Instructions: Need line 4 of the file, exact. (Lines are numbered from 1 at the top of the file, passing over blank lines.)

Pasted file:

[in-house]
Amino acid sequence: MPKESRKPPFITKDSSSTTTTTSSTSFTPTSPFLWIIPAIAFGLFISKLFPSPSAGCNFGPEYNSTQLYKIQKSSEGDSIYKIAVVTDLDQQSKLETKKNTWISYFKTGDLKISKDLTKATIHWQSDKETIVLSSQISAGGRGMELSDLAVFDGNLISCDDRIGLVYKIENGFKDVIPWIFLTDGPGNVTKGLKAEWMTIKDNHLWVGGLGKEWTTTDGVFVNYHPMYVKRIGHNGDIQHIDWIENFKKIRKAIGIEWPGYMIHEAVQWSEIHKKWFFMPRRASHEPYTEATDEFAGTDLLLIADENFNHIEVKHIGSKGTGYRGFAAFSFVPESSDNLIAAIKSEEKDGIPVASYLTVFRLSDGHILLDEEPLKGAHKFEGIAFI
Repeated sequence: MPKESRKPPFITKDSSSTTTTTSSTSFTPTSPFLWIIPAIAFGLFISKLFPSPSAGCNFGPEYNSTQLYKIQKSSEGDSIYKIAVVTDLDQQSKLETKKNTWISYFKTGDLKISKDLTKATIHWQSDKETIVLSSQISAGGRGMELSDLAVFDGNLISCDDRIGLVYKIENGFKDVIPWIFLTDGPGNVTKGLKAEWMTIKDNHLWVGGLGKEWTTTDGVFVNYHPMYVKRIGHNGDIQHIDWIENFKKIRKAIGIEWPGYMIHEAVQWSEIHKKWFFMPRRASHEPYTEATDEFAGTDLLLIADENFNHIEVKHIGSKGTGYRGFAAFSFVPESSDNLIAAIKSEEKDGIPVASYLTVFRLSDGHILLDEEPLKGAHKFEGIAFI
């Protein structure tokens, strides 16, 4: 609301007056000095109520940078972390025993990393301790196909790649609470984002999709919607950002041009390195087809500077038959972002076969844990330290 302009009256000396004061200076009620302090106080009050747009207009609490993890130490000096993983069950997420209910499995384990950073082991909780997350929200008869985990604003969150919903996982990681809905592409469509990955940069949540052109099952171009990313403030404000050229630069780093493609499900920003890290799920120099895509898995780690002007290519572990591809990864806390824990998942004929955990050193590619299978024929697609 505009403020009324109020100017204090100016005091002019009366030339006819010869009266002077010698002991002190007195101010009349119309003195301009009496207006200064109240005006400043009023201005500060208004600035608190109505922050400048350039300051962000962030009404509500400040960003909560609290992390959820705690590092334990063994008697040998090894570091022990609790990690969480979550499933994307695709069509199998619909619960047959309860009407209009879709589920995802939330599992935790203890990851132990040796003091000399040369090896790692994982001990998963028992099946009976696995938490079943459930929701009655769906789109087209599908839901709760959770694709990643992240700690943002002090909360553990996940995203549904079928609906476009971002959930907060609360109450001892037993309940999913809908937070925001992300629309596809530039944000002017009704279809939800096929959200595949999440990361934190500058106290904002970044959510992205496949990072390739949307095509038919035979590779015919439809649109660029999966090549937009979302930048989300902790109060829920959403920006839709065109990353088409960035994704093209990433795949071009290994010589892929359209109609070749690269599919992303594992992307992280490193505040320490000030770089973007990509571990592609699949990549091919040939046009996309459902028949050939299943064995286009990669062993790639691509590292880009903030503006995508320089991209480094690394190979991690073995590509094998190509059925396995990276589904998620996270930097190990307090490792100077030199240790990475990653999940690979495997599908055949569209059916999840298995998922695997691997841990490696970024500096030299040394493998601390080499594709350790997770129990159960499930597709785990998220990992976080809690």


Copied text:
């Protein structure tokens, strides 16, 4: 609301007056000095109520940078972390025993990393301790196909790649609470984002999709919607950002041009390195087809500077038959972002076969844990330290 302009009256000396004061200076009620302090106080009050747009207009609490993890130490000096993983069950997420209910499995384990950073082991909780997350929200008869985990604003969150919903996982990681809905592409469509990955940069949540052109099952171009990313403030404000050229630069780093493609499900920003890290799920120099895509898995780690002007290519572990591809990864806390824990998942004929955990050193590619299978024929697609 505009403020009324109020100017204090100016005091002019009366030339006819010869009266002077010698002991002190007195101010009349119309003195301009009496207006200064109240005006400043009023201005500060208004600035608190109505922050400048350039300051962000962030009404509500400040960003909560609290992390959820705690590092334990063994008697040998090894570091022990609790990690969480979550499933994307695709069509199998619909619960047959309860009407209009879709589920995802939330599992935790203890990851132990040796003091000399040369090896790692994982001990998963028992099946009976696995938490079943459930929701009655769906789109087209599908839901709760959770694709990643992240700690943002002090909360553990996940995203549904079928609906476009971002959930907060609360109450001892037993309940999913809908937070925001992300629309596809530039944000002017009704279809939800096929959200595949999440990361934190500058106290904002970044959510992205496949990072390739949307095509038919035979590779015919439809649109660029999966090549937009979302930048989300902790109060829920959403920006839709065109990353088409960035994704093209990433795949071009290994010589892929359209109609070749690269599919992303594992992307992280490193505040320490000030770089973007990509571990592609699949990549091919040939046009996309459902028949050939299943064995286009990669062993790639691509590292880009903030503006995508320089991209480094690394190979991690073995590509094998190509059925396995990276589904998620996270930097190990307090490792100077030199240790990475990653999940690979495997599908055949569209059916999840298995998922695997691997841990490696970024500096030299040394493998601390080499594709350790997770129990159960499930597709785990998220990992976080809690």